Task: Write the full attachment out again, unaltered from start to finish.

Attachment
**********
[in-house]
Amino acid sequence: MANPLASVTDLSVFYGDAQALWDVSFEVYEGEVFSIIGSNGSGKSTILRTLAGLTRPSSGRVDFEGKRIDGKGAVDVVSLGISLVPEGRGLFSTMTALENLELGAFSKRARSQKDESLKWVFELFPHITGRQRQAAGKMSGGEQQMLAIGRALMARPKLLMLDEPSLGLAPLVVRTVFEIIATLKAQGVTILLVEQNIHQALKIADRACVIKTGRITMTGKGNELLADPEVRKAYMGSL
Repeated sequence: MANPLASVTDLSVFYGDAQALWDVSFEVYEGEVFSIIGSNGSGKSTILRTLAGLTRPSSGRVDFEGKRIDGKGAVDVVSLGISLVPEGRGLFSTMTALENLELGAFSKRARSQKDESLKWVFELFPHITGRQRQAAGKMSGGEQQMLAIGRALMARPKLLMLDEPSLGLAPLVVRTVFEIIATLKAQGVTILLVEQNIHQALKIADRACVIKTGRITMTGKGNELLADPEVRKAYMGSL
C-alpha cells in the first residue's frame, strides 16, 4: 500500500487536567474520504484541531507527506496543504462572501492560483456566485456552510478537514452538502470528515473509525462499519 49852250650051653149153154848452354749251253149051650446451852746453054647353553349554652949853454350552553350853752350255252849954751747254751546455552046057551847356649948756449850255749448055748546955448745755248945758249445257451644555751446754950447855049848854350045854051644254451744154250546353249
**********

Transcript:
[in-house]
Amino acid sequence: MANPLASVTDLSVFYGDAQALWDVSFEVYEGEVFSIIGSNGSGKSTILRTLAGLTRPSSGRVDFEGKRIDGKGAVDVVSLGISLVPEGRGLFSTMTALENLELGAFSKRARSQKDESLKWVFELFPHITGRQRQAAGKMSGGEQQMLAIGRALMARPKLLMLDEPSLGLAPLVVRTVFEIIATLKAQGVTILLVEQNIHQALKIADRACVIKTGRITMTGKGNELLADPEVRKAYMGSL
Repeated sequence: MANPLASVTDLSVFYGDAQALWDVSFEVYEGEVFSIIGSNGSGKSTILRTLAGLTRPSSGRVDFEGKRIDGKGAVDVVSLGISLVPEGRGLFSTMTALENLELGAFSKRARSQKDESLKWVFELFPHITGRQRQAAGKMSGGEQQMLAIGRALMARPKLLMLDEPSLGLAPLVVRTVFEIIATLKAQGVTILLVEQNIHQALKIADRACVIKTGRITMTGKGNELLADPEVRKAYMGSL
C-alpha cells in the first residue's frame, strides 16, 4: 500500500487536567474520504484541531507527506496543504462572501492560483456566485456552510478537514452538502470528515473509525462499519 49852250650051653149153154848452354749251253149051650446451852746453054647353553349554652949853454350552553350853752350255252849954751747254751546455552046057551847356649948756449850255749448055748546955448745755248945758249445257451644555751446754950447855049848854350045854051644254451744154250546353249